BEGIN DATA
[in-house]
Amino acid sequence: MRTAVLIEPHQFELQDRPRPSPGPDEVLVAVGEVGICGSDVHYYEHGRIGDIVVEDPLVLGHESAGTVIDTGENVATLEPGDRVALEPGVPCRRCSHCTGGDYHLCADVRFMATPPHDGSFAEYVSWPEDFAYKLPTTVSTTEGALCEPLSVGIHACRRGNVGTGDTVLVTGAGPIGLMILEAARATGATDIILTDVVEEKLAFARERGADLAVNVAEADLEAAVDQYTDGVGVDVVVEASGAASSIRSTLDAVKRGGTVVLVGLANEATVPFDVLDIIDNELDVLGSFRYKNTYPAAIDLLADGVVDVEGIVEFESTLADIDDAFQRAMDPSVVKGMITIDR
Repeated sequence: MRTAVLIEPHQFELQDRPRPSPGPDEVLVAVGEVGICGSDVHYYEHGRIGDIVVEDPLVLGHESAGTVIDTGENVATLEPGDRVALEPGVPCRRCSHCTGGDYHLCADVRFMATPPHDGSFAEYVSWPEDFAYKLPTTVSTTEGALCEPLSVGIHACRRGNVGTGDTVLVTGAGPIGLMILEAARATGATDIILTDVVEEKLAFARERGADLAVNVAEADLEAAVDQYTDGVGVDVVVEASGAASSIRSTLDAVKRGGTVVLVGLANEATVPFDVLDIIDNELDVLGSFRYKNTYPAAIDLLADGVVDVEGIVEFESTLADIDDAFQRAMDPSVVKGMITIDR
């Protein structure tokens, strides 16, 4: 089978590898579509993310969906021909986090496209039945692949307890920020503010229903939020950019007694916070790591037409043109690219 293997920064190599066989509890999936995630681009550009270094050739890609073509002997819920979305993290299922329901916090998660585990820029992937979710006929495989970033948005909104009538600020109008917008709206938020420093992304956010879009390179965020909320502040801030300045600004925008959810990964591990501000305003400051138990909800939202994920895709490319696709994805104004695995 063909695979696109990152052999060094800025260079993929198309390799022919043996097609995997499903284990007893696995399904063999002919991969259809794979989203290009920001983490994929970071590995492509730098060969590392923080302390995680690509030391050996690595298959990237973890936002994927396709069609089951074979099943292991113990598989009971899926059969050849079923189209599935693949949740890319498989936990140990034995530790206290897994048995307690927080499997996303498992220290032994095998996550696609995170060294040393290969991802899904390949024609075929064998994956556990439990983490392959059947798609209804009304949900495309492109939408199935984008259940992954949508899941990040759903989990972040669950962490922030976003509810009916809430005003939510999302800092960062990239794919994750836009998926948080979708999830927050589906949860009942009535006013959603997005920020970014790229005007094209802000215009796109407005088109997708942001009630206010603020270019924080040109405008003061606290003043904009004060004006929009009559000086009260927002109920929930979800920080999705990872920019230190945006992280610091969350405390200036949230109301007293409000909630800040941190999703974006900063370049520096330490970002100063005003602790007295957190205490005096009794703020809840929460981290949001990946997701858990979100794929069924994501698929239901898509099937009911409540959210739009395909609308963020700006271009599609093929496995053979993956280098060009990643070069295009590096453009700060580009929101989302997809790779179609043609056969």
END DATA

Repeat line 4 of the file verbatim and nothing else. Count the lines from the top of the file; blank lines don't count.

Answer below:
């Protein structure tokens, strides 16, 4: 089978590898579509993310969906021909986090496209039945692949307890920020503010229903939020950019007694916070790591037409043109690219 293997920064190599066989509890999936995630681009550009270094050739890609073509002997819920979305993290299922329901916090998660585990820029992937979710006929495989970033948005909104009538600020109008917008709206938020420093992304956010879009390179965020909320502040801030300045600004925008959810990964591990501000305003400051138990909800939202994920895709490319696709994805104004695995 063909695979696109990152052999060094800025260079993929198309390799022919043996097609995997499903284990007893696995399904063999002919991969259809794979989203290009920001983490994929970071590995492509730098060969590392923080302390995680690509030391050996690595298959990237973890936002994927396709069609089951074979099943292991113990598989009971899926059969050849079923189209599935693949949740890319498989936990140990034995530790206290897994048995307690927080499997996303498992220290032994095998996550696609995170060294040393290969991802899904390949024609075929064998994956556990439990983490392959059947798609209804009304949900495309492109939408199935984008259940992954949508899941990040759903989990972040669950962490922030976003509810009916809430005003939510999302800092960062990239794919994750836009998926948080979708999830927050589906949860009942009535006013959603997005920020970014790229005007094209802000215009796109407005088109997708942001009630206010603020270019924080040109405008003061606290003043904009004060004006929009009559000086009260927002109920929930979800920080999705990872920019230190945006992280610091969350405390200036949230109301007293409000909630800040941190999703974006900063370049520096330490970002100063005003602790007295957190205490005096009794703020809840929460981290949001990946997701858990979100794929069924994501698929239901898509099937009911409540959210739009395909609308963020700006271009599609093929496995053979993956280098060009990643070069295009590096453009700060580009929101989302997809790779179609043609056969």